If Truth Be Told

>    Yesterday I read a short “tip” in a magazine which advised that while journal writing can be cathartic, blog writing is less helpful in that regard. Blog writing, it said, was really a method of social networking and not conducive to “truth telling.”
    The article went on to say that when we are writing privately, as in a journal, we are more likely to plumb the depths of our Soul and be honest with ourselves than when we are writing for others. When writing for others, it continued, we are more inclined to say what we think we ought to say and what is socially acceptable.
    Now I’ll agree if we’re talking about writing fiction…but in all other matters, what is the purpose of writing anything other than the truth?
    I write to my blog 5 days a week with one unwavering goal. The goal is to use the gift of words to inspire, enlighten or educate whenever possible. I don’t believe I can do that if I am less than honest with myself or the reader. It’s in the willingness to see and share the world as we perceive it that we have the greatest opportunity for helping one another grow…both by experience and by example.  If there is no greater teacher than experience…how about the experience of watching someone else step up and stand behind their truth?
    Notice I’ve said “their” truth.
    I am an advocate of the position that what is true for me may or may not be true for you. Reality is as each of us perceives it. However, because my truth may differ from yours is not a reason for me to alter or obscure it in order that it be more “socially acceptable” to you. You are always free to accept or reject my version of reality and pursue your own…all the while allowing me the pursuit of mine. But we will be of little value to ourselves, or one another, if what we do is present a false front for whatever reason.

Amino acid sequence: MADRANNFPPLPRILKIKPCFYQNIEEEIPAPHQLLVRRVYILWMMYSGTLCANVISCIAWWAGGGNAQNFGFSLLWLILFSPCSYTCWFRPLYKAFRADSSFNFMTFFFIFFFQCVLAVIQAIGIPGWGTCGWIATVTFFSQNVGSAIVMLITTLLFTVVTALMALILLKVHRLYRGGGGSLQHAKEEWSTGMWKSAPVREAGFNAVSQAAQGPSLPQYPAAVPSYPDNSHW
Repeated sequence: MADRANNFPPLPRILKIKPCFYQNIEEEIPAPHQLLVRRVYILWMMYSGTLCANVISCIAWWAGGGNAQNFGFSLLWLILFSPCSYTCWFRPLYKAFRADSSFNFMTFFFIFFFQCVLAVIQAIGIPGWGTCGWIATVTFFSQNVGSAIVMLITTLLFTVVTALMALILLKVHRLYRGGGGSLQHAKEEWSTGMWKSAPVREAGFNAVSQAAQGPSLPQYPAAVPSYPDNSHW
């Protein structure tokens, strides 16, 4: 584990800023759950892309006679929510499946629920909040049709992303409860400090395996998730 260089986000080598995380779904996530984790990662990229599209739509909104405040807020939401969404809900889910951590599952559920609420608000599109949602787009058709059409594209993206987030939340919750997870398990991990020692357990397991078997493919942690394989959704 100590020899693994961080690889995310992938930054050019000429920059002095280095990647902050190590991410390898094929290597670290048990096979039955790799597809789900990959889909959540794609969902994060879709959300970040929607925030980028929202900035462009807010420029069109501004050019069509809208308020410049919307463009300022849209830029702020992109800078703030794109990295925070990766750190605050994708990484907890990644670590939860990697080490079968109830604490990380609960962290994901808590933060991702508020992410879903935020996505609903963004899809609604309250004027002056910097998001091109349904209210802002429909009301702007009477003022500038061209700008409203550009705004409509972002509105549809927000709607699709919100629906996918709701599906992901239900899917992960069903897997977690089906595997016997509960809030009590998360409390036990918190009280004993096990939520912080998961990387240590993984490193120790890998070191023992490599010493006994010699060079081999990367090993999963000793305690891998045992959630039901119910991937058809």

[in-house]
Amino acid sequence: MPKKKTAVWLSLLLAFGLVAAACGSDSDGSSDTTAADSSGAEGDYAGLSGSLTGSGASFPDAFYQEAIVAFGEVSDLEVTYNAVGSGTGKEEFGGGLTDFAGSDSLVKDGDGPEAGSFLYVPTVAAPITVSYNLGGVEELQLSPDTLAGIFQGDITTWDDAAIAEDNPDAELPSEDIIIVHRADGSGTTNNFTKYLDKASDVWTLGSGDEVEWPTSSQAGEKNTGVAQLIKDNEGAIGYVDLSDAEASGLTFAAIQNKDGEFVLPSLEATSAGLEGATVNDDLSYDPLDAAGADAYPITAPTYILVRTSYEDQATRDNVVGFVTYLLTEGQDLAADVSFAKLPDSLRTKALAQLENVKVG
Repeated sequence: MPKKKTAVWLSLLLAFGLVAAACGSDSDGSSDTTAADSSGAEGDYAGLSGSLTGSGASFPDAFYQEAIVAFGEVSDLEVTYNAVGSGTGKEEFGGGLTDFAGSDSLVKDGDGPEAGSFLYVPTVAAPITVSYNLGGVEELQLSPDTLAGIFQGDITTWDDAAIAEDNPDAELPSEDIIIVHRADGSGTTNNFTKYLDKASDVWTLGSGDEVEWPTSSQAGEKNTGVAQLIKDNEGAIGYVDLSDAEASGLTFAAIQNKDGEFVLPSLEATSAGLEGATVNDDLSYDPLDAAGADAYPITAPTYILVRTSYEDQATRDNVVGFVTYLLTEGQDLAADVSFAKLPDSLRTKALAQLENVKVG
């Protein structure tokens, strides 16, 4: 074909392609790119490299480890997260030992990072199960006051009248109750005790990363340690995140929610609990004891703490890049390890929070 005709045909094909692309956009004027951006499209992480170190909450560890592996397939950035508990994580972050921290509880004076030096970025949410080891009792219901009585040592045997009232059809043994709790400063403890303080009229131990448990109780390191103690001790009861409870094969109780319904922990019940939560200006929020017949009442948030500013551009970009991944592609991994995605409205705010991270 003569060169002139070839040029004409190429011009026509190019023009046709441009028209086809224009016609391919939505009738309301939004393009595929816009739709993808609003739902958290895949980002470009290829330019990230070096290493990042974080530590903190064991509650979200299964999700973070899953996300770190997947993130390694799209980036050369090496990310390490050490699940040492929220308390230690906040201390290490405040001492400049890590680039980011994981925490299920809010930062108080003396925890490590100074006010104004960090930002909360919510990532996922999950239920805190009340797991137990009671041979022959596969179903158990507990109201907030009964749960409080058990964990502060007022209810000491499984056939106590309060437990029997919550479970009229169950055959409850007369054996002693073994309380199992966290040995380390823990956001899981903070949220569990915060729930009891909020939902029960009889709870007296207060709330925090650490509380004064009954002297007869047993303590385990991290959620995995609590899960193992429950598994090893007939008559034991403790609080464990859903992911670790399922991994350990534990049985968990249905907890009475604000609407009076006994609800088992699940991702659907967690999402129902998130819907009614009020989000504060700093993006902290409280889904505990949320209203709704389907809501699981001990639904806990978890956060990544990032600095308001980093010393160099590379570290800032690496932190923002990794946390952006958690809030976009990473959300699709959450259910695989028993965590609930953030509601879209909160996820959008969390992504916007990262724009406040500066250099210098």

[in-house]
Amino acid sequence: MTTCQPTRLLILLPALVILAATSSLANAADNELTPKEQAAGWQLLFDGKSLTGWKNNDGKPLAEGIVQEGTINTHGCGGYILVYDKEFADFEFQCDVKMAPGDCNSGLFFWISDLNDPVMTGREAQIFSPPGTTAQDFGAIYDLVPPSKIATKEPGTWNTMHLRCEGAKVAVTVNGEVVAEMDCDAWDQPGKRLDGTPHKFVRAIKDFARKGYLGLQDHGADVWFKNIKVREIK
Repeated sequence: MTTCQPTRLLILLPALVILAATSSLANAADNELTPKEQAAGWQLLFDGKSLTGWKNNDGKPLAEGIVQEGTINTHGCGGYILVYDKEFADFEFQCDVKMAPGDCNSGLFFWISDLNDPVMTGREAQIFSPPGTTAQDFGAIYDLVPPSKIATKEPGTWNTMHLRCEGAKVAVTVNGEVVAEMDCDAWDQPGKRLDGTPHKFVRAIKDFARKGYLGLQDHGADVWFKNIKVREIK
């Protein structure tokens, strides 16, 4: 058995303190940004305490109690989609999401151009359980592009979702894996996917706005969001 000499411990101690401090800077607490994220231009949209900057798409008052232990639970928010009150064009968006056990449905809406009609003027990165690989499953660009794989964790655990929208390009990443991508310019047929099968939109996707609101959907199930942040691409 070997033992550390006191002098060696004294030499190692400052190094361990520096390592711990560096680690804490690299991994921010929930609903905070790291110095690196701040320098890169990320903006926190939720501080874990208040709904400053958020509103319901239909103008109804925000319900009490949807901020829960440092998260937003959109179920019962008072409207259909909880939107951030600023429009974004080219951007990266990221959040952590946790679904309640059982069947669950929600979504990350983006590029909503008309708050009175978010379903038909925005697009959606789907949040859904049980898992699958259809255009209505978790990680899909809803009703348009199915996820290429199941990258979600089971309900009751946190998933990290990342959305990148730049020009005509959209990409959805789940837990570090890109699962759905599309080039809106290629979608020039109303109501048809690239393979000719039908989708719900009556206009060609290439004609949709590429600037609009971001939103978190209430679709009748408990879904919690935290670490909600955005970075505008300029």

Whatever way you cut it deception, in any of it’s forms, is a bar to healthy, productive, and life-affirming relationships. Deception, like everything else, exists in a state of potentiality, awaiting it’s manifestation. And when you think about it, that potentiality doesn’t really exist anywhere else in Nature except in we humans. It’s sort of an “extra option” that comes with the model…to be optioned or not.
    Like everything else, the choice is ours.
    I remember being a freshman at Villanova University at the age of 23. I took an elective titled “Deviant Social Behavior” (because the professor was really cute). I was the oldest person in my class. Midway through the first semester he taught a unit about suicide. On the last day of the unit, he opened the last class up for discussion and a young man about age 19 raised his hand and said, “I don’t know why they just don’t let people die who try to commit suicide…it’s obviously what they want.”
    I hesitated for a moment pondering whether or not to speak, then raised my hand and when called on said, “I tried to commit suicide last year and you’re wrong. People who try to commit suicide don’t want to die. They have simply misplaced their capacity to hope and cannot see how whatever is going on in their life will change. They are in pain and they think the pain will never stop. All they really want is a little love and a little encouragement.”  There were about 10 more minutes left in the class but when I finished speaking, the professor said, “I can’t top that. Class dismissed.”
    I could have kept that information to myself and avoided the “social stigma” that can accompany the revelation of such behavior. But who could I have helped with my silence? 
    The truth is the most powerful teacher. We are not here to mislead one another…we’re here to light the way for one another. In so doing, we must care less about being socially acceptable and more about being personally responsible to what is true for us while having the courage and determination to share it.
    My “tip” is quite different than the one I read yesterday.
    It happens to be my truth.

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